Major advertisers are pulling their adverts from YouTube after finding their brands partnered with offensive content. This is the second time in a year that the platform has come under fire - this time for content directed at children. The number of videos targeted at child audiences is much larger than previously known, YouTube’s response reveals.
It was only in March this year that YouTube saw a slew of advertisers leave the platform, after their campaigns were found displayed next to videos containing hate speech.
YouTube states it has “terminated more than 270 accounts and removed over 150,000 videos from our platform in the last week.” The company also “turned off comments on over 625,000 videos targeted by child predators."
Mars, Cadbury, Adidas, Deutsche Bank and Hewlett-Packard are among the brands that have all immediately pulled advertisements from YouTube, after learning that their ads were appearing next to disturbing, predatory comments on videos from YouTube accounts.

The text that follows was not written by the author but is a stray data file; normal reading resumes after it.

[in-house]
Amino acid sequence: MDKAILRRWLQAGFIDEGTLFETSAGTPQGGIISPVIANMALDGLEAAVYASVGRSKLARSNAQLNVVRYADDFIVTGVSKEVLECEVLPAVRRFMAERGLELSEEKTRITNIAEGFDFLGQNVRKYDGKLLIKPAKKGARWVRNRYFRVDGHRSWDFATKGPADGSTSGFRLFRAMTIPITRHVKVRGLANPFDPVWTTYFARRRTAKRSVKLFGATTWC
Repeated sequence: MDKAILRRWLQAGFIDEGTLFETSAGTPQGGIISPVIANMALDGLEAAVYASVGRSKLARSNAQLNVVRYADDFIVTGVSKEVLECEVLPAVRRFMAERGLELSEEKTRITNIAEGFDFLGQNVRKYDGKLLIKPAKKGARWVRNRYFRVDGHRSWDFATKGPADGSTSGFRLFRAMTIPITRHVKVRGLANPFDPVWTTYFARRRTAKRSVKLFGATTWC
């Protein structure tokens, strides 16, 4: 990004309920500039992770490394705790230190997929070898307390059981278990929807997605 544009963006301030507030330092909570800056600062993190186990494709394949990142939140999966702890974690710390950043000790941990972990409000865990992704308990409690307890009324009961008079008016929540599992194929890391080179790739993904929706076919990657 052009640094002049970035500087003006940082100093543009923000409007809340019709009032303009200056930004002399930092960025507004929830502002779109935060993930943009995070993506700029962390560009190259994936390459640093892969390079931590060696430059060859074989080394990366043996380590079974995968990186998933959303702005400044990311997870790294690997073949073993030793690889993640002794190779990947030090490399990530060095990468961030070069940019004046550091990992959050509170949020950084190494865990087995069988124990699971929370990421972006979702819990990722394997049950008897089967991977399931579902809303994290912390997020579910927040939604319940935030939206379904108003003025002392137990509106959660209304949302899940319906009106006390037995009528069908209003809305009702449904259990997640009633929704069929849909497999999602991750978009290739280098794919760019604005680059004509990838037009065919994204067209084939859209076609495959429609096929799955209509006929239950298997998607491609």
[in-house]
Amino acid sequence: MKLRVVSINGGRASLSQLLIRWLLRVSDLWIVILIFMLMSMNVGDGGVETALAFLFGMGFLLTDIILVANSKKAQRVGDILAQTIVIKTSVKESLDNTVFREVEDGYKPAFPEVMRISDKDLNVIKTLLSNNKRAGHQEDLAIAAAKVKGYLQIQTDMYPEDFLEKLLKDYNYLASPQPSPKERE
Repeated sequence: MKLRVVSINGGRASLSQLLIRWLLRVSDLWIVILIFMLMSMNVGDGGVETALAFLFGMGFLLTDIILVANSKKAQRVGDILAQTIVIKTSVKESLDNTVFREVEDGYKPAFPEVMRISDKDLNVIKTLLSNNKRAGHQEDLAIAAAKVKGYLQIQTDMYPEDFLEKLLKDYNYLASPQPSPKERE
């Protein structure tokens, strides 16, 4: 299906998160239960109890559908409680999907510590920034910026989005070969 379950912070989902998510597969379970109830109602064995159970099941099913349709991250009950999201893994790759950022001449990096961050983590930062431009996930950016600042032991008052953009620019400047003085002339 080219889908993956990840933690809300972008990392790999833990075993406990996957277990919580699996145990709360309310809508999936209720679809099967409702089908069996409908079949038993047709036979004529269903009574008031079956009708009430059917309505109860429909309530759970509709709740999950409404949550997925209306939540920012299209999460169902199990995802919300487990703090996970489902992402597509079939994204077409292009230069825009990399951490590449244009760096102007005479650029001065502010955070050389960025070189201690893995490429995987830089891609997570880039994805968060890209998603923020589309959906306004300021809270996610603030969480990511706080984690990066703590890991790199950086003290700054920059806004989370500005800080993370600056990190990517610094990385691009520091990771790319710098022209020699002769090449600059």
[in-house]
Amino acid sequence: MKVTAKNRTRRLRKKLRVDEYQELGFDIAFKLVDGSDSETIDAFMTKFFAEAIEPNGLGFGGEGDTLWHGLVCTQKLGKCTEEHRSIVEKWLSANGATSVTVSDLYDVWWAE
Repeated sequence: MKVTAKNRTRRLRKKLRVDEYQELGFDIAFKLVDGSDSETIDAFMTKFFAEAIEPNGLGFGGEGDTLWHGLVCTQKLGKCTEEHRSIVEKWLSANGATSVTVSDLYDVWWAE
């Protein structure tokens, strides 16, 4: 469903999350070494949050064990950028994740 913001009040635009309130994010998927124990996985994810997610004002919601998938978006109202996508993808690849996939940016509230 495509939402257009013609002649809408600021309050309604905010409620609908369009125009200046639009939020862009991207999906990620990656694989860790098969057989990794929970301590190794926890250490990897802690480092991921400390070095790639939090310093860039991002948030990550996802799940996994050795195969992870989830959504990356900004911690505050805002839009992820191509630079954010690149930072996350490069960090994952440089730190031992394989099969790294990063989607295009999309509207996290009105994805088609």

Volunteer Moderators at YouTube revealed to the BBC that the platform's community management tools have not been functioning properly for over a year, allowing thousands upon thousands of inappropriate comments to appear on the platform unnoticed. An estimated 50,000 to 100,000 comments had not been caught by YouTube's monitoring system.
These comments were first highlighted on Toy Freaks - a channel with 8.5 million subscribers that sat comfortably in YouTube's 100 most viewed channels list. The channel has since been closed for 'Violating YouTube community guidelines', after an article on Medium brought the controversial content to light.
It's become apparent that highly trafficked YouTube channels similar to Toy Freaks have been successfully manipulating the plaform's algorithym and tricking childen in to clicking on disturbing videos, by using popular tags found in kids' content.
Of course, while YouTube may be finally waking up and addressing these issues, they've not been entirely accurate with their efforts. Thousands of PG channels aimed at younger audiences are being demonetised and rated 'unsuitable for advertisers', leading other creators to suffer. This could be due to the number of seemingly acceptable tags that are also now being flagged in those inappropriate videos.